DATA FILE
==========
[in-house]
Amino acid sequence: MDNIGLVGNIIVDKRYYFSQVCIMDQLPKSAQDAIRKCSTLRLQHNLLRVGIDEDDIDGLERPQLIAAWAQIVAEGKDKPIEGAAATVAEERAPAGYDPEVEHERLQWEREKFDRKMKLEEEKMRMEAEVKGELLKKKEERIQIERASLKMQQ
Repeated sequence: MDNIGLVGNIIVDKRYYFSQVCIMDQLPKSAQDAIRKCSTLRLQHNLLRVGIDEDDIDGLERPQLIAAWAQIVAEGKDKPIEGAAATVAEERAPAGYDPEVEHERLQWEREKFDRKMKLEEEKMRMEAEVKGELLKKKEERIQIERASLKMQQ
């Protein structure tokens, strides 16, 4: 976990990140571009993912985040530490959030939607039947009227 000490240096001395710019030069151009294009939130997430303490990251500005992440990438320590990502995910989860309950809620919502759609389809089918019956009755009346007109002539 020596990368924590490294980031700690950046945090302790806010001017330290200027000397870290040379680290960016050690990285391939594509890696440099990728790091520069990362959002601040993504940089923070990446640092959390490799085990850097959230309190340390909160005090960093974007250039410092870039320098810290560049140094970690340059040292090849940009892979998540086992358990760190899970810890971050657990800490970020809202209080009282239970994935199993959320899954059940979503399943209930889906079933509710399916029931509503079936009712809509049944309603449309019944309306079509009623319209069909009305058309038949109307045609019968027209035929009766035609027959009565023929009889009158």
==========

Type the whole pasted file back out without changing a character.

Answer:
[in-house]
Amino acid sequence: MDNIGLVGNIIVDKRYYFSQVCIMDQLPKSAQDAIRKCSTLRLQHNLLRVGIDEDDIDGLERPQLIAAWAQIVAEGKDKPIEGAAATVAEERAPAGYDPEVEHERLQWEREKFDRKMKLEEEKMRMEAEVKGELLKKKEERIQIERASLKMQQ
Repeated sequence: MDNIGLVGNIIVDKRYYFSQVCIMDQLPKSAQDAIRKCSTLRLQHNLLRVGIDEDDIDGLERPQLIAAWAQIVAEGKDKPIEGAAATVAEERAPAGYDPEVEHERLQWEREKFDRKMKLEEEKMRMEAEVKGELLKKKEERIQIERASLKMQQ
């Protein structure tokens, strides 16, 4: 976990990140571009993912985040530490959030939607039947009227 000490240096001395710019030069151009294009939130997430303490990251500005992440990438320590990502995910989860309950809620919502759609389809089918019956009755009346007109002539 020596990368924590490294980031700690950046945090302790806010001017330290200027000397870290040379680290960016050690990285391939594509890696440099990728790091520069990362959002601040993504940089923070990446640092959390490799085990850097959230309190340390909160005090960093974007250039410092870039320098810290560049140094970690340059040292090849940009892979998540086992358990760190899970810890971050657990800490970020809202209080009282239970994935199993959320899954059940979503399943209930889906079933509710399916029931509503079936009712809509049944309603449309019944309306079509009623319209069909009305058309038949109307045609019968027209035929009766035609027959009565023929009889009158």